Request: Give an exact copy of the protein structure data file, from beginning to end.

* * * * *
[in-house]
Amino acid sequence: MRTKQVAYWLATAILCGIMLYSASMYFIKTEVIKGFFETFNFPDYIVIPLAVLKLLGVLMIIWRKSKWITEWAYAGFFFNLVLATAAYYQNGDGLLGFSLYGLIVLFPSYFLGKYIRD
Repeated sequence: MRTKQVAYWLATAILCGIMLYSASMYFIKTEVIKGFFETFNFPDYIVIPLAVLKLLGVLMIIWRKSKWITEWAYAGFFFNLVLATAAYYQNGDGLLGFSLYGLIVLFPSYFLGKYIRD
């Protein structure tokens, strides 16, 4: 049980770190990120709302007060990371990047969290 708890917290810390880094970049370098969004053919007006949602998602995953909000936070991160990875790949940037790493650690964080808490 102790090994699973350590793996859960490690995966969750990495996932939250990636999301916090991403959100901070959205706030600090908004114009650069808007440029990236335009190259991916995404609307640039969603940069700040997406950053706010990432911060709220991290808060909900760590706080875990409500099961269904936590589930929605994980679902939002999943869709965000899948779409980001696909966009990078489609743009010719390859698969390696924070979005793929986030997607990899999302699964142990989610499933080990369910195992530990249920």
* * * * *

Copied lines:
[in-house]
Amino acid sequence: MRTKQVAYWLATAILCGIMLYSASMYFIKTEVIKGFFETFNFPDYIVIPLAVLKLLGVLMIIWRKSKWITEWAYAGFFFNLVLATAAYYQNGDGLLGFSLYGLIVLFPSYFLGKYIRD
Repeated sequence: MRTKQVAYWLATAILCGIMLYSASMYFIKTEVIKGFFETFNFPDYIVIPLAVLKLLGVLMIIWRKSKWITEWAYAGFFFNLVLATAAYYQNGDGLLGFSLYGLIVLFPSYFLGKYIRD
């Protein structure tokens, strides 16, 4: 049980770190990120709302007060990371990047969290 708890917290810390880094970049370098969004053919007006949602998602995953909000936070991160990875790949940037790493650690964080808490 102790090994699973350590793996859960490690995966969750990495996932939250990636999301916090991403959100901070959205706030600090908004114009650069808007440029990236335009190259991916995404609307640039969603940069700040997406950053706010990432911060709220991290808060909900760590706080875990409500099961269904936590589930929605994980679902939002999943869709965000899948779409980001696909966009990078489609743009010719390859698969390696924070979005793929986030997607990899999302699964142990989610499933080990369910195992530990249920």